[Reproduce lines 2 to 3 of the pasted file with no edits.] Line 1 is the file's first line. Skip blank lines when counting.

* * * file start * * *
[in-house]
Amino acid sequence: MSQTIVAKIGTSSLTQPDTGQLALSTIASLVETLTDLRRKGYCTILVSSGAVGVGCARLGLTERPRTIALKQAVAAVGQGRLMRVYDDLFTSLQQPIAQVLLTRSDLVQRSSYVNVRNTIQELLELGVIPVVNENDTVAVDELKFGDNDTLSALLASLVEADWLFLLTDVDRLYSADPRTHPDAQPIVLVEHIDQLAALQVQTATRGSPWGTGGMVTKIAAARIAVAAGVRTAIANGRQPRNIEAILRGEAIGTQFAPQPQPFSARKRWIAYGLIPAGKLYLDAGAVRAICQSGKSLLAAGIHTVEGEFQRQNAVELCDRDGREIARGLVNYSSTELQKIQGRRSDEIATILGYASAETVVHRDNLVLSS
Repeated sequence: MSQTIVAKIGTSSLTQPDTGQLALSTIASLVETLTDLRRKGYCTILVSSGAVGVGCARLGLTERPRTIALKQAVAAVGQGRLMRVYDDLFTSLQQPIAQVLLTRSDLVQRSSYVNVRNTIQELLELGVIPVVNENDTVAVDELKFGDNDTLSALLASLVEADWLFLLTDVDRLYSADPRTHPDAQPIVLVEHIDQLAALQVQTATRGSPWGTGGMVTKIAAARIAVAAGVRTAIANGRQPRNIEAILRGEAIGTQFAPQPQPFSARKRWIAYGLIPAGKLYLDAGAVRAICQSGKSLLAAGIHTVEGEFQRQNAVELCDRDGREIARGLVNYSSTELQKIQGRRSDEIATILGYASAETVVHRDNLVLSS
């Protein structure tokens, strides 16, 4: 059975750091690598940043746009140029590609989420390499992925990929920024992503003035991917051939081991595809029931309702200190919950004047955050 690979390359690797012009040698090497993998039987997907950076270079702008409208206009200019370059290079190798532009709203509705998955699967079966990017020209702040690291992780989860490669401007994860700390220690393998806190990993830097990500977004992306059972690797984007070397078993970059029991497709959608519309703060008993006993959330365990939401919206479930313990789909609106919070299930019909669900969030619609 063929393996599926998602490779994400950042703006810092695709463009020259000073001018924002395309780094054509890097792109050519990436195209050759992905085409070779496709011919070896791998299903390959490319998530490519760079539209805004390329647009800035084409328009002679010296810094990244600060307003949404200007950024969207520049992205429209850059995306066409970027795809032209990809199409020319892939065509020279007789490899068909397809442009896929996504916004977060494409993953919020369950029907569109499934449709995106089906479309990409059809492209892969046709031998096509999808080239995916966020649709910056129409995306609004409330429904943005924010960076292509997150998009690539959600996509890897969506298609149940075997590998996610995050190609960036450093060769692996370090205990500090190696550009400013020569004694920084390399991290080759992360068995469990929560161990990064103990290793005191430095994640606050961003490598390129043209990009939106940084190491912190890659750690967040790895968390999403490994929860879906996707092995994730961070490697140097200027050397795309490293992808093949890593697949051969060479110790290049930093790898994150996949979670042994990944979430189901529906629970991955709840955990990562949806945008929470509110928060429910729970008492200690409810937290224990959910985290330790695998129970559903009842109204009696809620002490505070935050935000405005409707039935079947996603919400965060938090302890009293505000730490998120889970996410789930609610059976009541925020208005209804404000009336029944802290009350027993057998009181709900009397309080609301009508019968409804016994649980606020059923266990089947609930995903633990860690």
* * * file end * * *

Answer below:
Amino acid sequence: MSQTIVAKIGTSSLTQPDTGQLALSTIASLVETLTDLRRKGYCTILVSSGAVGVGCARLGLTERPRTIALKQAVAAVGQGRLMRVYDDLFTSLQQPIAQVLLTRSDLVQRSSYVNVRNTIQELLELGVIPVVNENDTVAVDELKFGDNDTLSALLASLVEADWLFLLTDVDRLYSADPRTHPDAQPIVLVEHIDQLAALQVQTATRGSPWGTGGMVTKIAAARIAVAAGVRTAIANGRQPRNIEAILRGEAIGTQFAPQPQPFSARKRWIAYGLIPAGKLYLDAGAVRAICQSGKSLLAAGIHTVEGEFQRQNAVELCDRDGREIARGLVNYSSTELQKIQGRRSDEIATILGYASAETVVHRDNLVLSS
Repeated sequence: MSQTIVAKIGTSSLTQPDTGQLALSTIASLVETLTDLRRKGYCTILVSSGAVGVGCARLGLTERPRTIALKQAVAAVGQGRLMRVYDDLFTSLQQPIAQVLLTRSDLVQRSSYVNVRNTIQELLELGVIPVVNENDTVAVDELKFGDNDTLSALLASLVEADWLFLLTDVDRLYSADPRTHPDAQPIVLVEHIDQLAALQVQTATRGSPWGTGGMVTKIAAARIAVAAGVRTAIANGRQPRNIEAILRGEAIGTQFAPQPQPFSARKRWIAYGLIPAGKLYLDAGAVRAICQSGKSLLAAGIHTVEGEFQRQNAVELCDRDGREIARGLVNYSSTELQKIQGRRSDEIATILGYASAETVVHRDNLVLSS